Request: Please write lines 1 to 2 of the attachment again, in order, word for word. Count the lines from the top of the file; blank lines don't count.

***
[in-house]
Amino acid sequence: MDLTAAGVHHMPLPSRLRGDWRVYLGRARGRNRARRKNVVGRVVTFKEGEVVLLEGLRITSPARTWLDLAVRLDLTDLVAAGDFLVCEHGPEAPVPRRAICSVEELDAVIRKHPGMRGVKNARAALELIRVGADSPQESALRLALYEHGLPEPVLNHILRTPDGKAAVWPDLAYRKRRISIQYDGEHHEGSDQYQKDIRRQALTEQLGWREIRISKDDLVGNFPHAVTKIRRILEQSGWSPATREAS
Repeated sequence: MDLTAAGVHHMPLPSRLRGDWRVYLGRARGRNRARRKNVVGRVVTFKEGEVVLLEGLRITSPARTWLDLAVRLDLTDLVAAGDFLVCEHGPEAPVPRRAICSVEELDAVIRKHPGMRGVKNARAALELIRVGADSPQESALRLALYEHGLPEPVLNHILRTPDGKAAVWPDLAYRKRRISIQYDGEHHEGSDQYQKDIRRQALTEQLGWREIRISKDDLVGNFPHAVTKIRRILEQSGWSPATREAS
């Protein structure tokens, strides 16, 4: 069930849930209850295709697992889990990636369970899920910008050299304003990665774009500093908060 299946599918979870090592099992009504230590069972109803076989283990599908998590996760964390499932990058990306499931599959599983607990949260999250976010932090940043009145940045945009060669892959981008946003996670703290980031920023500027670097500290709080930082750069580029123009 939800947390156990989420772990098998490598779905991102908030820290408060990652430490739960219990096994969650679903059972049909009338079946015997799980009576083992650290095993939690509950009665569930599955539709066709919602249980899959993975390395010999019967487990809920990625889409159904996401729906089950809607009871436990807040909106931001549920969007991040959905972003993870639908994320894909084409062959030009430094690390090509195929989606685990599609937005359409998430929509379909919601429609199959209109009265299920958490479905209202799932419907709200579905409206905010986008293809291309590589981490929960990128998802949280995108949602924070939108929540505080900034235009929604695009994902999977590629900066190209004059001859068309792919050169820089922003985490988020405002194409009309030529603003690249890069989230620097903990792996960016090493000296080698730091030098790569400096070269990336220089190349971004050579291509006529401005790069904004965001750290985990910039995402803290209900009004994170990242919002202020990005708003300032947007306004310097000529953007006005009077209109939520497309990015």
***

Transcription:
[in-house]
Amino acid sequence: MDLTAAGVHHMPLPSRLRGDWRVYLGRARGRNRARRKNVVGRVVTFKEGEVVLLEGLRITSPARTWLDLAVRLDLTDLVAAGDFLVCEHGPEAPVPRRAICSVEELDAVIRKHPGMRGVKNARAALELIRVGADSPQESALRLALYEHGLPEPVLNHILRTPDGKAAVWPDLAYRKRRISIQYDGEHHEGSDQYQKDIRRQALTEQLGWREIRISKDDLVGNFPHAVTKIRRILEQSGWSPATREAS